Phi is the general catch-all term for various types of spirits who can be found throughout Laos. We discussed the Phi Phaed (or the Lao term for Preta, hungry spirits, in Buddhist tradition). We discussed a variety of grandmother ghosts including the hungry Phi Kongkoi and Phi Ya Wom, who broke into a million carnivorous pieces who continue to plague humanity today.

We also discussed the Phi Kasu, similar to the Pennangalan of Filipino tradition, an entity that's actually reported throughout Asia. We discussed how some villages put thorns around their windows to prevent the Phi Kasu from coming in, especially since they tend to hunger for the blood and flesh of pregnant women by many accounts. In China, there was once reportedly an entire village of them, and at least one was the consort of a Chinese general, although it freaked the troops out, and they set about dispatching her to the other realms.

We had a conversation regarding the Buddhist hells of Nalok or Naraka, and how during August, the gates of hell are opened for a night for the ghosts to visit their relatives during the Boun Khao Padab Din festival. Many in the Latin American cultures could see parallels to Dia de Los Muertos.

Nyak and their women, known as Nyakinee can be roughly described as gruesome, giant, carnivorous warrior-sorcerer perverts who indulge in all sorts of unsavory practices that humans are forbidden to engage in. Their roots can be found in the classical Rakshasa tradition, and they were the primary antagonists in the Lao version of the Ramayana, known as Phra Lak Phra Lam. It should be noted that many of them took vows to protect the teachings of the Buddha, however, and that they will mete out terrible punishments to those who distort the truths of Buddhist teaching. You can find images of Nyak in many Lao temples around the world.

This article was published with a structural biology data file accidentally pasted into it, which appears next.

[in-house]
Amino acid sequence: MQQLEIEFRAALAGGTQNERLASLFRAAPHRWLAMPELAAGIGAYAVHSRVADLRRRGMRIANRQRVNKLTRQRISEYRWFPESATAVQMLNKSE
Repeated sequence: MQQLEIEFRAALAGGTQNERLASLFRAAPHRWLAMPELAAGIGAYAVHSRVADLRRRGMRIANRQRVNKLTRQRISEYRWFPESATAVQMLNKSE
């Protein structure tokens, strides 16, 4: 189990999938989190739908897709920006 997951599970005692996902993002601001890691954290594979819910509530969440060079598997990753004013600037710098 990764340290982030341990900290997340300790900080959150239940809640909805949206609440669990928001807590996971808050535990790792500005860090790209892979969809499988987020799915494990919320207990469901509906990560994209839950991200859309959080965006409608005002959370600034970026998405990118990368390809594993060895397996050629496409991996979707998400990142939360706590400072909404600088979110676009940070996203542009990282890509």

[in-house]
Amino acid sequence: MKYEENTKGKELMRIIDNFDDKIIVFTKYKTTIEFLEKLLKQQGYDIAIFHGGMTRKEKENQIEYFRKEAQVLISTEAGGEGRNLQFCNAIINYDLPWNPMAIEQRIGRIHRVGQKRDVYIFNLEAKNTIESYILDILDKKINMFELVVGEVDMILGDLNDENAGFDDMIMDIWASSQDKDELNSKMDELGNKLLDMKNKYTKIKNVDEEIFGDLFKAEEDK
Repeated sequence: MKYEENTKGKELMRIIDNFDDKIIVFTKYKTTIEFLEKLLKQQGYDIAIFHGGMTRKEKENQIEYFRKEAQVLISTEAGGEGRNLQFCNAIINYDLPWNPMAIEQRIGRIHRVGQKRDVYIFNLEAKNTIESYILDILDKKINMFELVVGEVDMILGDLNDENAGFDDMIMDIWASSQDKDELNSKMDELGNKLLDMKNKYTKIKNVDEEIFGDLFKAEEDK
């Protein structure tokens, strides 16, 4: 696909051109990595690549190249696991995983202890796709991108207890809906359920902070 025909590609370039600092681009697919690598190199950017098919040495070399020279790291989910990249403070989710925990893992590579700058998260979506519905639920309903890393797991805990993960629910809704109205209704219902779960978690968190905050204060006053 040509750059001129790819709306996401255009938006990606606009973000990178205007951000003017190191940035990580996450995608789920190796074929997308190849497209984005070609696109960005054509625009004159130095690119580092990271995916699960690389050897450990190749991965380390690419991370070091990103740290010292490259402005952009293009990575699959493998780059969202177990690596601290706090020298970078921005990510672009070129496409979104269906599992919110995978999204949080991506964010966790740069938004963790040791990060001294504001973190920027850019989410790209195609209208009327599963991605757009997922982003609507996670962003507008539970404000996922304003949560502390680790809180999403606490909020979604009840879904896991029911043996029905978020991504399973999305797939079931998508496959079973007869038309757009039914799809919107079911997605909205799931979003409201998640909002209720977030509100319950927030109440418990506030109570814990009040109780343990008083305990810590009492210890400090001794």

The primary guardians of the Lao temples, as well as sacred waters and caverns of Laos, and some believe, of all Lao people, are the Nak (not to be confused with their animalistic cousins the Ngeuak) also referred to as the Naga. Female Nak are referred to as Nakini or Nagini. Younger ones are considered Nakanya or Naga Kanya. There will be some variations of spelling. Some accounts identify well over 1,000 different types of Nak. Some have multiple heads, others have very specific powers or domains, etc. Connected to the rainbows, they are said to bridge the mortal realms with the celestial realms. But they will also fiercely defend sacred streams, so while they are somewhat friendly towards humanity, they are also typically best left undisturbed.

The Vanon come from the Hindu tradition of the Vanara, and are the "friendly" warrior monkeys such as Hanuman, the White Monkey general. Lao legends note Hanuman's great courage and ferocity but also tend to remember his habit of trying to romance the mermaids and Nak princesses. The significant thing I have tried to get across is that the Vanon were created by the various deities and demigods of legend to fight against entities such as the Nyak. They weren't all strictly monkeys. Some had features of bears or badgers, tigers, or other wild beasts and imbued with various mystic and superhuman powers such as high strength, speed, and senses. While Lao legend typically presents them as cute, I would strongly argue that you need to consider them laughing bio-weapons.

There were numerous tangents we went on throughout the conversation, as in any good panel. One or two principles that came up was a question of what do we consider paranormal. In Southeast Asia having to confront such moments actually often feels quite normal. The research of S. Suwanlert has some fascinating questions about the realities of entities such as the Phi Pob and how you deal with them, for example. In Southeast Asia, it differs from the US and Europe in that dispelling or exorcising the ghosts and the supernatural isn't really the priority, typically, as much as finding a way to live in harmony with them, especially ancestral or guardian spirits, or to determine to avoid them.

As you can see, this is a LOT of material we were covering and there were many more things we could discuss, but I hope this helps those of you who were in attendance, or who wanted to come but couldn't, to get a better sense of some of the things to research or look for in the future. But what are some of your questions?